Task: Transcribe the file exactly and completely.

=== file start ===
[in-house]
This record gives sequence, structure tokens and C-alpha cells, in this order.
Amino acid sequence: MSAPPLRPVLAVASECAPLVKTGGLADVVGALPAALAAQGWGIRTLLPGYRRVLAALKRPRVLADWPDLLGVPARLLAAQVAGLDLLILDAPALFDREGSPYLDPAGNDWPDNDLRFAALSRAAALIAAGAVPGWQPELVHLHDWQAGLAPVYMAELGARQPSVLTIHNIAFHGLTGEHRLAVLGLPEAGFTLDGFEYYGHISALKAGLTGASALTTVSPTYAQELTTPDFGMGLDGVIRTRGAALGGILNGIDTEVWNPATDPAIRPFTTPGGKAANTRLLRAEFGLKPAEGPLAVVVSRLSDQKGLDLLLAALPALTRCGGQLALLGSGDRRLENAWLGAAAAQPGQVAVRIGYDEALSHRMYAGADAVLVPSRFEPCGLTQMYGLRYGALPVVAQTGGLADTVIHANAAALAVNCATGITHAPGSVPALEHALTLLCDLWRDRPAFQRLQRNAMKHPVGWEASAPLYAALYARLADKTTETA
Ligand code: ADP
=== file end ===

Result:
[in-house]
This record gives sequence, structure tokens and C-alpha cells, in this order.
Amino acid sequence: MSAPPLRPVLAVASECAPLVKTGGLADVVGALPAALAAQGWGIRTLLPGYRRVLAALKRPRVLADWPDLLGVPARLLAAQVAGLDLLILDAPALFDREGSPYLDPAGNDWPDNDLRFAALSRAAALIAAGAVPGWQPELVHLHDWQAGLAPVYMAELGARQPSVLTIHNIAFHGLTGEHRLAVLGLPEAGFTLDGFEYYGHISALKAGLTGASALTTVSPTYAQELTTPDFGMGLDGVIRTRGAALGGILNGIDTEVWNPATDPAIRPFTTPGGKAANTRLLRAEFGLKPAEGPLAVVVSRLSDQKGLDLLLAALPALTRCGGQLALLGSGDRRLENAWLGAAAAQPGQVAVRIGYDEALSHRMYAGADAVLVPSRFEPCGLTQMYGLRYGALPVVAQTGGLADTVIHANAAALAVNCATGITHAPGSVPALEHALTLLCDLWRDRPAFQRLQRNAMKHPVGWEASAPLYAALYARLADKTTETA
Ligand code: ADP